The session will explore how the needs of care dependent older people in Brazil were met during the COVID-19 pandemic. It will include papers on three separate aspects of this issue. They will include a study of how community health workers sought to maintain services for older people in poor neighbourhoods of Fortaleza city during the pandemic. They will also include a study of an innovative community-based intervention in the city of Belo Horizonte, which has been identified as a model of good practice by the Brazilian federal government and by World Health Organisation. A third paper will examine the emergence of a new social movement to support long-term care facilities during the pandemic. In combination, the papers will provide wider insights about opportunities to improve long-term care for older people in Brazil and other countries in the years following the COVID-19 pandemic.
Presentation 1: The role of community care workers in supporting care for dependent older people in deprived neighbourhoods in Fortaleza
Adriano Maluf, Keele University
Community health workers (CHW) play an important role in providing essential care to the population living on low incomes in Fortaleza, Brazil. Fortaleza is located in a poorer region in Brazil, with 36% of the 2.4 million residents living on less than $120 a month. The partial and preliminary results discussed in this presentation were based on 14 qualitative interviews involving older patients who required care, their next of kin, and the CHW. Interviews were produced remotely via video conference and the CHW facilitated the interviews by screening, inviting and supporting the participants.
ACSs are based in the ‘postos de saude’ or local health centres.
Despite having no formal medical or nursing training, CHWs are the first point of contact for individuals when accessing primary public health care. They are responsible for collecting health and social information of household members; regularly visiting patients at their home to observe the health and wellbeing of patients; and organising health team visits (the team consists of a medical doctor, a nurse and the CHW). CHWs act as enablers for families on low incomes that may otherwise struggle to access and receive continuity of care and often they formed close relationships with patients.
Presentation 2: A spontaneous social movement to support and share information about long-term care facilities during the COVID-19 pandemic: Brazil’s National Front for Long-Term Care
Karla Giacomin, Frente Cuidadosa
Brazil has a large and fast-growing number of long-term care facilities (LTCFs). Before the pandemic, government regulation and oversight of LTCFs was extremely limited and reliable registers of providers were largely- absent. This greatly increased LTCFs’ potential vulnerability to the pandemic and reduced the capacity of government agencies to intervene. Consequently, a network of academics, providers and other experts quickly developed an online network to provide support to these LTCFs: the National Front for Long-Term Care (NF-LTC). By the end of 2021, over 8,000 LTCFs were registered and participating in NF-LTC, and there is evidence that the network has contributed significantly to mitigating the effects of the pandemic. NF-LTC represents the only national network and register of LTCFs anywhere in Latin America. This paper examines how it was possible to create this large-scale, innovative initiative and what lessons it offers countries like Brazil in the post-pandemic period.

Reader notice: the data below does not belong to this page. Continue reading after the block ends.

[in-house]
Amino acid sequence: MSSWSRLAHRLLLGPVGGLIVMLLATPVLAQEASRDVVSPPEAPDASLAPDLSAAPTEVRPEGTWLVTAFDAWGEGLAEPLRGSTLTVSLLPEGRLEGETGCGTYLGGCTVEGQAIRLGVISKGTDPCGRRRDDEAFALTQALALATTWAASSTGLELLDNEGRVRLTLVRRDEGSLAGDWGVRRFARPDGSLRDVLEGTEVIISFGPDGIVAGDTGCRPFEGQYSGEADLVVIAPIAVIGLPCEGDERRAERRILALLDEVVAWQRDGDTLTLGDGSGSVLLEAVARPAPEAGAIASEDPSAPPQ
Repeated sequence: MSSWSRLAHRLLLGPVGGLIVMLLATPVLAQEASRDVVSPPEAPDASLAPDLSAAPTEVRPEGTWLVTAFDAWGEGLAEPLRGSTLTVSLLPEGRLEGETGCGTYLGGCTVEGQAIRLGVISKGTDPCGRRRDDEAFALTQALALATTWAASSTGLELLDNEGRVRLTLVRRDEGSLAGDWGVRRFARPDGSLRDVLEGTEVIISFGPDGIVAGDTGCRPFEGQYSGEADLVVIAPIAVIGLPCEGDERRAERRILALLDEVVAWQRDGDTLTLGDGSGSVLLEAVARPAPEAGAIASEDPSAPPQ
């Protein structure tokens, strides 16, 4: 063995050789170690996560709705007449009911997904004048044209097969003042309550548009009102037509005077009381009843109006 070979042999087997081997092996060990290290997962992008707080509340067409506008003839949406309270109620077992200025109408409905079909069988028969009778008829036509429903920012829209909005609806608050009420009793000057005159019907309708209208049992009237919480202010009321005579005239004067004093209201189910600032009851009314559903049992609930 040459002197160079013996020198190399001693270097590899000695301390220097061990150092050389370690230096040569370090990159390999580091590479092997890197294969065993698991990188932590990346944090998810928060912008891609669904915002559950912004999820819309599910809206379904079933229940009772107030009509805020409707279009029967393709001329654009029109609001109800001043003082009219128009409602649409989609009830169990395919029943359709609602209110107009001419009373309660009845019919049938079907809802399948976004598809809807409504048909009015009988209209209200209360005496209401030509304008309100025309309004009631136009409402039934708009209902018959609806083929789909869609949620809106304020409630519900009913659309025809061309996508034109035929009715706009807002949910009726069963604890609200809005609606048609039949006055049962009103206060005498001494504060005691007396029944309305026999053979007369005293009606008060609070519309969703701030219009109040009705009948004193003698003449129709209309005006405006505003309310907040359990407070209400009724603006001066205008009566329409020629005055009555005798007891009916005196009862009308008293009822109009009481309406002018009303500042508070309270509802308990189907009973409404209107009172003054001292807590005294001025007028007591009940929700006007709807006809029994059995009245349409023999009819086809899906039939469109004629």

Presentation 3: Evaluating the effects of an integrated community-based project to support dependent older people in poor neighbourhoods of Belo Horizonte
Lucas Sempé, Queen’s Margaret’s University
Since 2011, the city of Belo Horizonte has run an innovative project supporting care for dependent older people living in highly vulnerable households: Programa Maior Cuidado. Since 2018 there has been an ongoing evaluation, applying a range of opportunistic qualitative and quantitative methods. This paper will explore both the process of conducting the evaluation and the related results. These include data on how the project affects the use of health services by older people, as well as effects on the health and wellbeing of older people and their families. The paper will discuss the design of a new evaluation strategy for a similar intervention which is now under development in the city of Salvador.
Presentation 4: An emergency strategy to support long-term care facilities during the COVID-19 pandemic: Salvador’s Inter-Sectoral Commission
Peter Lloyd-Sherlock, University of East Anglia
This presentation examines the creation of a unique alliance between local government agencies in the city of Salvador during the COVID-19 pandemic. Recognising a lack of previous coordination between local government agencies responsible for long-term care facilities (LTCFs), weak regulation and a lack of reliable registers of LTCFs, the alliance developed ad hoc strategies to locate facilities and offer them support and information. The paper discusses how this was possible and presents evidence of its impacts on COVID-19 mortality and prevention in the city’s LTCFs.